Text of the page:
Some have criticized the CTEA because it offers an extension of the term of copyrights for an author or creator without any reciprocal requirement of the author or creator. Also, the CTEA delays works from entering the public domain, without any corresponding benefit to society. One such critic of the CTEA, Lawrence Lessig, the Berkman Professor of Law at Harvard Law School, has filed a lawsuit on behalf of Eldritch Press,(41) a non-profit organization that posts literary works on the Internet when they have entered the public domain.(42)

Article I, Section 8 of the United States Constitution states that Congress may “promote the Progress of Science and useful arts, by securing for limited times to Authors and Inventors the exclusive Right to their respective Writings and Discoveries” (emphasis added). In 1790, this limited time period of copyright was twenty-eight years. Subsequently, Congress enacted a series of extensions, which provide for copyright terms of up to seventy-five years. These extensions retroactively extended the copyright for works which were written many years ago that would otherwise soon enter the public domain.(43) CTEA has again retroactively extended the copyright terms; this extension is challenged in the Eldritch lawsuit. The plaintiffs argue that (1) the retroactive extension in CTEA violates the constitutional “limited times” requirement for constitutional exclusive rights to “writings and discoveries” and (2) the retroactive and prospective extensions violate the First Amendment because they suppress speech without promoting any respective governmental interests. The CTEA has also been criticized by some as merely a vehicle which will benefit Disney (which lobbied for the Act) because Mickey Mouse would have entered the public domain in 2004. Under the CTEA, however, Mickey Mouse will remain Disney’s copyright until 2023.(44)

F. Hacking DVD.

Two courts have recently granted preliminary injunctions against Web site operators from “posting [hacking information] on any Internet Web site, or in any other way [assisting users to circumvent the protections from copying afforded by DVD technology].” The court held that such activities constituted circumvention of technological measures which control access to a work protected under the Copyright Act as prohibited under the Digital Millennium Copyright Act of 1998. The defense argued that the circumvention procedures had been obtained as a by-product of developing a system to allow the playing of DVD on Unix computers (which arguably would be allowed).(45)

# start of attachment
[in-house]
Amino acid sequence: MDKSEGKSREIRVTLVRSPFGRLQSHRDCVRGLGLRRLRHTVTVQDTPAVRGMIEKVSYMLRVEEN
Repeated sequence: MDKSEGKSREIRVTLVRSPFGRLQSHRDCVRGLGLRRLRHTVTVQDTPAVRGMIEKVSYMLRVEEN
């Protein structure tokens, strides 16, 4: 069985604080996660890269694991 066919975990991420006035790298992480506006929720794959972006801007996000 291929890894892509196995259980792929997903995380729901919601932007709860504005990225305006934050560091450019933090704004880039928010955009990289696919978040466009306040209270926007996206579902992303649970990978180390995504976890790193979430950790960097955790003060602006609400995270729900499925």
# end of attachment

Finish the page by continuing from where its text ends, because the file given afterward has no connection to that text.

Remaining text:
G. MP3.com and Fair Use.

There have been recent news reports that the Record Industry Assocation of America has filed a lawsuit against MP3.com because MP3.com has just started providing a service where any of its users that has purchased a particular record may listen to that record from the MP3.com archives over the Internet at any time such user wishes. MP3.com is apparently taking the position that this service is merely a form of time shifting which was held to be a “fair use” with respect to videotaping in Sony Corp. of America v. Universal City Studios, 464 U.S. 417, 104 S.Ct. 774, 78 L.Ed.2d 574 (1984).(46)

IV. Spam (47)

A. Spam cases

1. The Tenth Circuit, in U.S. West v. FCC, 182 F.3d 1224 (10th Cir. 1999), held that U.S. West could not be blocked by an FCC rule from using information obtained from customers regarding who the customers called, and other similar data, for marketing to those individuals because such prohibition was “a violation of the First Amendment.” The Court reasoned that such use constituted commercial speech, applied the First Amendment commercial speech analysis, and held that the proposed FCC rule was unconstitutional. The test(48) was as follows:

First, determine whether the commercial speech concerns lawful activity and is not misleading. If so, the speech can only be restricted if:

(1) the government has a substantial state interest in regulating the speech;

(2) the regulation directly and materially advances that interest; and (3) the regulation is no more extensive than necessary to serve the governmental interests.

Surprisingly, the Court found that the rule was not narrowly tailored because it did not do such things as allow phone customers to opt in or opt out (assuming that there is a serious desire by telephone company customers to have their personal calls tracked and used for marketing purposes). This indicates that some anti-spam statutes may violate free speech if they completely prohibit spam without considering other alternatives.